Body ShapingBody Shaping
* Shaping your body means building mass, which requires being patient while results accrue over weeks and months. It also means spending more time in the gym. Have you got what it takes?
* Being able to lift the same large amount of weight with each set isn't your goal: Continually stressing, or pumping, your muscles is.
* You pump up by doing multiple exercises for each major muscle group, doing 12 to 15 repetitions per set, performing at least three sets of each exercise and allowing only about 45 seconds of recovery between sets.
It happens to a lot of us. We try out a sport, we invest a moderate amount of dedication, we get a modicum of results—and we want more. We work harder and begin to see real changes in ourselves, and suddenly the Significant Other begins complaining that we're spending too much time with our new passion.
With resistance training, this only happens to some of us. That's understandable, since on the face of things, lifting weights doesn't seem nearly as much fun as sports like biking, running or in-line skating. It takes a special kind of dedication to move beyond the resistance training that's required for fitness and into the realm of training that will really sculpt, shape and transform your body into something wholly new. This is the dedication of the man who can see beyond the pain or pleasure of the moment and project into the future.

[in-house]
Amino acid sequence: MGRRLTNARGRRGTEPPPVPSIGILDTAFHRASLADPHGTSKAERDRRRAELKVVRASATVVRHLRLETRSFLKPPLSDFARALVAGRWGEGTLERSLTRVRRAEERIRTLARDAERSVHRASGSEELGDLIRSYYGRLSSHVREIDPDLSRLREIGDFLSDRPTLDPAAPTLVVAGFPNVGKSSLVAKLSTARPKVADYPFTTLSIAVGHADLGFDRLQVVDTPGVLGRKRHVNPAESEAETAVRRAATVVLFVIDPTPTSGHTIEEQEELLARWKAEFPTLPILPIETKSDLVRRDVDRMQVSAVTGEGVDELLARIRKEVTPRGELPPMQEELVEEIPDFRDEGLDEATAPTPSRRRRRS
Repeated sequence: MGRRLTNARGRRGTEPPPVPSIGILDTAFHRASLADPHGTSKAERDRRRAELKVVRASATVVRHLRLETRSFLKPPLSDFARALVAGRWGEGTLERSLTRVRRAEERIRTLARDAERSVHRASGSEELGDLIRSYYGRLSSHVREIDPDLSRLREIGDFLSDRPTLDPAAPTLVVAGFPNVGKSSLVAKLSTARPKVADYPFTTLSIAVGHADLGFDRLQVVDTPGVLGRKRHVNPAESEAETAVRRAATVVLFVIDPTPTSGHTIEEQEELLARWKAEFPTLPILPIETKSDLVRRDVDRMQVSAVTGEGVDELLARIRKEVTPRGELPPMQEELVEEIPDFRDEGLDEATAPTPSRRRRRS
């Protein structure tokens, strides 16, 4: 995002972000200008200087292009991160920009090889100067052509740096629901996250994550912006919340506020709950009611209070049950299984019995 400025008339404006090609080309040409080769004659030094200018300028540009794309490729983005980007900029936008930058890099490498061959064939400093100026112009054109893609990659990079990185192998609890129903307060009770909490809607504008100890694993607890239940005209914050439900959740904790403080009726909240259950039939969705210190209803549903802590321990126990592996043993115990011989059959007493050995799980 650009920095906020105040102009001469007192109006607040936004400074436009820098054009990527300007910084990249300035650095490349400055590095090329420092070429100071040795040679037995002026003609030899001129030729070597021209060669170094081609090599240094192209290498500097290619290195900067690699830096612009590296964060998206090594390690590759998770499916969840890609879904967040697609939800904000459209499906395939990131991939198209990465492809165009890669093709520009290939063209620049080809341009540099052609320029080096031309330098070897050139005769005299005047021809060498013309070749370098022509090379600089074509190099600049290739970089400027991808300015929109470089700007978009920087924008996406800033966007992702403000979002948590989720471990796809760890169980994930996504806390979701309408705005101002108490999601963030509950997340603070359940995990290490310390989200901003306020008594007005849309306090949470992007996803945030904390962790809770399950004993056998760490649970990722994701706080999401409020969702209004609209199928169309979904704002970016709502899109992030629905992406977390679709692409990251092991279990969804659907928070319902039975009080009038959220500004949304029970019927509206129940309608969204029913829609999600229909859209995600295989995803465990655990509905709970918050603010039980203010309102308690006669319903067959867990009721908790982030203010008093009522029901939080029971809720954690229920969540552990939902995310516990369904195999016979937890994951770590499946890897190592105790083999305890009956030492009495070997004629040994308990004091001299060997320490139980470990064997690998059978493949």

This is also the dedication of the man who has at least a little time to spare. Any activity you're enthusiastic about takes time, but adding size and definition to your muscles demands both a high degree of consistency and a large volume of effort. In this beginner program, you don't necessarily have to exercise more days than we are recommending for most everyone (three days a week), but you will have to do more in the gym when you're there.
The Principles of Pump
Most of what we know about building muscle mass comes from observation: Researchers, athletes and coaches have noticed that lifting weights in certain ways tends to produce certain types of results. Beyond that, physiologists don't really understand what makes muscles get bigger, which may be fine, since most of us don't really care.
What we do know boils down to this: To get big, you have to get pumped. All the principles of bodybuilding feed into this one idea: It's important to keep nearly continuous stress on muscles, congesting them with blood and between-tissue (interstitial) fluid.